The Mighty Buzzard writes:
So, last night the SJW types over at the Hugo awards decided they'd rather burn the whole thing to the ground than give out an award based on what the readers like instead of social justice reasons:
The members of the World Science Fiction Society rejected the slate of finalists in five categories, giving No Award in Best Novella, Short Story, Related Work, Editor Short Form, and Editor Long Form. This equals the total number of times that WSFS members have presented No Award in the entire history of the Hugo Awards, most recently in 1977.
Here are a few of the people on the #SadPuppies slate that should be quite surprised to learn that they were denied a chance at an award for being white males when they wake up this morning: Rajnar Vajra, Larry Correia, Annie Bellet, Kary English, Toni Weisskopf, Ann Sowards, Megan Gray, Sheila Gilbert, Jennifer Brozek, Cedar Sanderson, and Amanda Green.
takyon: Here are in-depth explanations of the Hugo Awards controversy.
Previously: "Rightwing lobby has 'broken' Hugo awards" Says George R.R. Martin (240 comments)
Your post was almost making a decent claim about your level headed and open minded position. However you dropped it at the end, some topics you don't want to be involved with.
Your point would have succeeded if you'd said something like: "if they want gay marriage they can have gay marriage, but there better be some interesting science stuff too!" (Even though there are no particular rules...). But no, you said keep that stuff away from me. I think the whole reaction of the puppies is probably more to do with personal discomfort regarding a new cultural trend.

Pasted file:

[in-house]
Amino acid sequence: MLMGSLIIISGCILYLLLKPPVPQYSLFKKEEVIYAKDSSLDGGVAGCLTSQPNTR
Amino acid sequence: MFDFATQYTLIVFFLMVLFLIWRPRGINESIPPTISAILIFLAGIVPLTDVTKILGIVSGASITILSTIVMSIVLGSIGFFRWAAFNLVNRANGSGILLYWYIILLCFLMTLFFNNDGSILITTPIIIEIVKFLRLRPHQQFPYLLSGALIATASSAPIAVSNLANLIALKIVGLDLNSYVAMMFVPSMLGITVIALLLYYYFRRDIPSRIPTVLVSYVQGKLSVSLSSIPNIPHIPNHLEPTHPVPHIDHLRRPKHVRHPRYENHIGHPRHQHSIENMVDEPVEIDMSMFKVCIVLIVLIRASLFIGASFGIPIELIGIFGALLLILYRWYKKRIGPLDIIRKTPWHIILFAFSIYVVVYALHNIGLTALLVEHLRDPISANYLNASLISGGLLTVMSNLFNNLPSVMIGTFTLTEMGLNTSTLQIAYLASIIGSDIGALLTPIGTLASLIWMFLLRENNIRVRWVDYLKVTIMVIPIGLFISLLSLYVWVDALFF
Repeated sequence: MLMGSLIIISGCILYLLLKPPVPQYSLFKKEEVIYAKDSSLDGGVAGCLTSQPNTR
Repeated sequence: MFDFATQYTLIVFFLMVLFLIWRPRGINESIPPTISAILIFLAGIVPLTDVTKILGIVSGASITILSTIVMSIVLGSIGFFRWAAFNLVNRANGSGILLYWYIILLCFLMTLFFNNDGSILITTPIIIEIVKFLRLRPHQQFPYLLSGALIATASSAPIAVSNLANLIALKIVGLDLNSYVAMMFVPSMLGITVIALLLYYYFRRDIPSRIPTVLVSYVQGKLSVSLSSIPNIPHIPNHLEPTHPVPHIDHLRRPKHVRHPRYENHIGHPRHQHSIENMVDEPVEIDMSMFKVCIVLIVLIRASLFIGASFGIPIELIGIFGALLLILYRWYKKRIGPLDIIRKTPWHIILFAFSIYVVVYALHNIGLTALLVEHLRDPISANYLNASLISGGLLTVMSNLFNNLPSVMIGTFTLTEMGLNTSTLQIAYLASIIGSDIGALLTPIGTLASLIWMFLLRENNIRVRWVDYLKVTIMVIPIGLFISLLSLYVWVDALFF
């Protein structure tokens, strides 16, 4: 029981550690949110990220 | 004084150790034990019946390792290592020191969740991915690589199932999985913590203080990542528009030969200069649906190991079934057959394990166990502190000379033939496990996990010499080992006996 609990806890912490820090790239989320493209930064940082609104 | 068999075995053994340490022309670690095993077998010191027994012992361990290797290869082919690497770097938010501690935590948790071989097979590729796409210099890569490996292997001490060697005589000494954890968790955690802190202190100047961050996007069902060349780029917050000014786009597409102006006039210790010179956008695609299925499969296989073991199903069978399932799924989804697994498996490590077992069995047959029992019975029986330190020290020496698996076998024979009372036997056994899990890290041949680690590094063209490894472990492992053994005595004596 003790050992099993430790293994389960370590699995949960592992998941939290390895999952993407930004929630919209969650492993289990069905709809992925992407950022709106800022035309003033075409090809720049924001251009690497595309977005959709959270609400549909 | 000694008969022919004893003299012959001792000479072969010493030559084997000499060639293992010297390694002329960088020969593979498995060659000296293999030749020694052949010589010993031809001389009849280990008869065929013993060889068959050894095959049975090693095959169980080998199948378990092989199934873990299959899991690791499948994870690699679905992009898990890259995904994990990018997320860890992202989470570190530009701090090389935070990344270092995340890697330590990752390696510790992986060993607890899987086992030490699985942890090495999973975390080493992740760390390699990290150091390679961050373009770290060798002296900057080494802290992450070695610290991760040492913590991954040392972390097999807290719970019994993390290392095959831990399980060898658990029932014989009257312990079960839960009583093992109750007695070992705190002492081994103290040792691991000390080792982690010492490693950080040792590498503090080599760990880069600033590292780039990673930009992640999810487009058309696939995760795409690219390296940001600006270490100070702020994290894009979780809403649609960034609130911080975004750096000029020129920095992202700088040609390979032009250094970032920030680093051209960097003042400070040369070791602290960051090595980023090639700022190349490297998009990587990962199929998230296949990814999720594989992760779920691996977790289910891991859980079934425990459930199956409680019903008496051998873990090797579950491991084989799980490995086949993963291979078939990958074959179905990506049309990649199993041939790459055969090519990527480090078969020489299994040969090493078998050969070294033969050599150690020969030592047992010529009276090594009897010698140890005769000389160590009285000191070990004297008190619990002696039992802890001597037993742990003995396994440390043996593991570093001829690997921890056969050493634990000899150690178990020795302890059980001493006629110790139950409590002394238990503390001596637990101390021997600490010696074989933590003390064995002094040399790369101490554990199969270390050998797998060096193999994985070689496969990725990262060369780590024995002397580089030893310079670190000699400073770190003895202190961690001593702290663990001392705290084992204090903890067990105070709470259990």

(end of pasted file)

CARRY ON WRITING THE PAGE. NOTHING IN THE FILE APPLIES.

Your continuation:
Its not a conspiracy when the whole process is voted on by invested people (members), just a trend in what people think makes a good story worth awarding. Also, the puppies created the whole scenario by gaming the system (no one likes a cheater), so don't blame the lack if awards on anyone else.
Uhhhh - wait a second. The SJW's WEREN'T trying to game the system? That is what the whole story is about. Two conflicting points of view, each trying to influence the outcome of the awards - and ultimately, the voters voted "none of the above".
We really need a similar vote in American politics.